IGNORED SENATE BILL WOULD BE A GOOD START
This year our Legislature met from January to July, extending session beyond even the normal allowance in years past. During that time, 1,336 bills were filed between the House and Senate. Of those, 131 were passed by lawmakers. Additionally, 950 resolutions (those not having the force of law) were filed – most of which were honorary or congratulatory in some manner – and only 64 of those were not passed. The question that remains, however, is, what did our Legislature accomplish this year? What issues did they address that they set out to at the beginning of a new session?
We know they spent much of the session drafting a number of bills to raise our gas tax and other taxes and fees for the supposed reason of “fixing our roads.” We know that in the wake of the state’s then-most powerful politician’s admission to corruption our Legislature fell far short of changing the system that allowed that to occur. We know that our Legislature dragged out the annual appropriations process for so long that they had to pass a continuing resolution (temporary funding mechanism until the budget is passed) to fund state government until they were able to get their act together.
So what can we take away from this session? Clearly the extended session could have been avoided – just as those in year’s past could have – had our lawmakers been focused on truly reforming the many areas of government that require it, rather than crafting legislation that pretends to solve a problem, which in the best case scenario only perpetuates the system and worst case makes our system of government more problematic. What’s needed is a shift in thinking at our State House – a shift toward prioritization of protecting people’s right and liberties, and away from a system that preserves legislative control over every faction of our state. What’s needed is for lawmakers to spend less time in Columbia imposing on our freedom, restricting the free market, and enriching themselves. What is needed is a shorter legislative session.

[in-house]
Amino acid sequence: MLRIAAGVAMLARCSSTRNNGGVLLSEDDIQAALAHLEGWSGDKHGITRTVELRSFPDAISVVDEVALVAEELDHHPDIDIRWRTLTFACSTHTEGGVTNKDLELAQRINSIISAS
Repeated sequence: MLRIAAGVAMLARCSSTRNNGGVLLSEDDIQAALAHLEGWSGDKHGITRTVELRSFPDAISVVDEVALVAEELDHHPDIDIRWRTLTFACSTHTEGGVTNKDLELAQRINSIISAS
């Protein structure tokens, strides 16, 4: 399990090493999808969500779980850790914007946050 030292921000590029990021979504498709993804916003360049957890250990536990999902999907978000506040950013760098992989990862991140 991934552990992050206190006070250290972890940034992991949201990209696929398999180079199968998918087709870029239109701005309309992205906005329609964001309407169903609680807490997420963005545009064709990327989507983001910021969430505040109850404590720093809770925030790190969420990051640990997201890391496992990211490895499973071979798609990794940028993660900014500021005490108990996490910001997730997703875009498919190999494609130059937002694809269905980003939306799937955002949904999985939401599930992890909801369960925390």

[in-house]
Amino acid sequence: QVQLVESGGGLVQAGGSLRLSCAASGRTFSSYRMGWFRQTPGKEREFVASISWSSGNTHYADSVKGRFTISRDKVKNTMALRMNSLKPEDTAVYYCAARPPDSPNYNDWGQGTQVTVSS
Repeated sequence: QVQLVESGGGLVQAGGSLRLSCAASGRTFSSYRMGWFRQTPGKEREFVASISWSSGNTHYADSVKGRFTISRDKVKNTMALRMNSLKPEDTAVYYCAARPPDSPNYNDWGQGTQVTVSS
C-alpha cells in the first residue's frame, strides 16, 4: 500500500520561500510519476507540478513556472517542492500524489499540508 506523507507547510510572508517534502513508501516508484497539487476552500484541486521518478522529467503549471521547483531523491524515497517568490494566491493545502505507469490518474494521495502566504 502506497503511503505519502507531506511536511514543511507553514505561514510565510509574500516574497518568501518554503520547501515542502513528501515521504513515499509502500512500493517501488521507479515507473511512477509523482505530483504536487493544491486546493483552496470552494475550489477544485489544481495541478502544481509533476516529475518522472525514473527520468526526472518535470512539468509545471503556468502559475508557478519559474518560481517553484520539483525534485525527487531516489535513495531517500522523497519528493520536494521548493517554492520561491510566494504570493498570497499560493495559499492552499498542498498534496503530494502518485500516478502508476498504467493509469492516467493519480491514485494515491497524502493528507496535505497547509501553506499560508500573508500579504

A bill pre-filed in December by Sen. Lee Bright (R- Spartanburg), and currently sitting in the Senate Judiciary Committee, would accomplish that very reform. However, the bill has yet to receive any consideration – not even a subcommittee hearing. The bill would shorten the legislative session by requiring the General Assembly to adjourn the second Thursday in March in even-numbered years, and the second Thursday in April in odd-numbered years. As an example of how significant this reform could be, if it were law in 2014, session would have been cut by 12 weeks; and if it were in effect this year, it could have cut session down by eight weeks.
While House members may argue that they pass a bill every session to shorten session and the Senate ignores it, their effort this year to accomplish this goal fell far short of the reform needed. Their bill – H.3014 – would have shortened session one month by constitutionally requiring the legislative session to convene in February rather than January. They would still meet until the first Thursday in May. Further, the House bill would have explicitly permitted committee meetings and other legislative activity to occur prior to the convening of the General Assembly, essentially rendering the reform ineffective if the goal is to truly restrict the time our lawmakers spend in the capitol and force them to prioritize reform.
While undoubtedly the Senate bill will fail to receive the necessary committee attention it requires without pressure from citizens, it does not mean the reform is not worthwhile. In fact, I think it is one of the most critical reforms necessary for the citizens of this state to take back the near total reign over our daily life our Legislature has acquired. For this reason, you’ll find S.123 featured in this year’s Best and Worst of the General Assembly published by the South Carolina Policy Council (The Nerve’s parent organization).
Jamie Murguia is director of research at the South Carolina Policy Council, the parent organization of The Nerve.